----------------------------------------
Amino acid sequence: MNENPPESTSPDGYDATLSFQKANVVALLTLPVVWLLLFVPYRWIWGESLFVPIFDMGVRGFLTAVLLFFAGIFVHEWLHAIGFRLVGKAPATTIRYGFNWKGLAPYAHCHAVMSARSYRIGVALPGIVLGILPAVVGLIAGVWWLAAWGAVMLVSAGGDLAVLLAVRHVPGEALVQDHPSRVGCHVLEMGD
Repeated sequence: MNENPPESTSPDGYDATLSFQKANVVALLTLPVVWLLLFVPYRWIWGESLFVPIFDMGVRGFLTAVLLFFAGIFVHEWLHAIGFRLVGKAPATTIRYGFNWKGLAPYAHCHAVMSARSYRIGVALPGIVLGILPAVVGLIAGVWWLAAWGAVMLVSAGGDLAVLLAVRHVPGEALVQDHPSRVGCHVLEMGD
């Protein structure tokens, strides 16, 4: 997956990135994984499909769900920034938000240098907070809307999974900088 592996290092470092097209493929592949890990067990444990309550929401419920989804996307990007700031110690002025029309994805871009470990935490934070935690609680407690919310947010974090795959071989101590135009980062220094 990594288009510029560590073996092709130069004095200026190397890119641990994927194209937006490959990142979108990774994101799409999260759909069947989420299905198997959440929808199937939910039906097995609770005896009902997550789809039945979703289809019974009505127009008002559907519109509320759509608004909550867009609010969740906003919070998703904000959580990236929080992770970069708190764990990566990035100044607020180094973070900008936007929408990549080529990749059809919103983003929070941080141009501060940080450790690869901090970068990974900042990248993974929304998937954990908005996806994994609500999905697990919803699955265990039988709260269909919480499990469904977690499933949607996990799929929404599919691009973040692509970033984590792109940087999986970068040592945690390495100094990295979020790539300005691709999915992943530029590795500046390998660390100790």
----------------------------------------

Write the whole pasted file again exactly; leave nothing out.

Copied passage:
Amino acid sequence: MNENPPESTSPDGYDATLSFQKANVVALLTLPVVWLLLFVPYRWIWGESLFVPIFDMGVRGFLTAVLLFFAGIFVHEWLHAIGFRLVGKAPATTIRYGFNWKGLAPYAHCHAVMSARSYRIGVALPGIVLGILPAVVGLIAGVWWLAAWGAVMLVSAGGDLAVLLAVRHVPGEALVQDHPSRVGCHVLEMGD
Repeated sequence: MNENPPESTSPDGYDATLSFQKANVVALLTLPVVWLLLFVPYRWIWGESLFVPIFDMGVRGFLTAVLLFFAGIFVHEWLHAIGFRLVGKAPATTIRYGFNWKGLAPYAHCHAVMSARSYRIGVALPGIVLGILPAVVGLIAGVWWLAAWGAVMLVSAGGDLAVLLAVRHVPGEALVQDHPSRVGCHVLEMGD
């Protein structure tokens, strides 16, 4: 997956990135994984499909769900920034938000240098907070809307999974900088 592996290092470092097209493929592949890990067990444990309550929401419920989804996307990007700031110690002025029309994805871009470990935490934070935690609680407690919310947010974090795959071989101590135009980062220094 990594288009510029560590073996092709130069004095200026190397890119641990994927194209937006490959990142979108990774994101799409999260759909069947989420299905198997959440929808199937939910039906097995609770005896009902997550789809039945979703289809019974009505127009008002559907519109509320759509608004909550867009609010969740906003919070998703904000959580990236929080992770970069708190764990990566990035100044607020180094973070900008936007929408990549080529990749059809919103983003929070941080141009501060940080450790690869901090970068990974900042990248993974929304998937954990908005996806994994609500999905697990919803699955265990039988709260269909919480499990469904977690499933949607996990799929929404599919691009973040692509970033984590792109940087999986970068040592945690390495100094990295979020790539300005691709999915992943530029590795500046390998660390100790």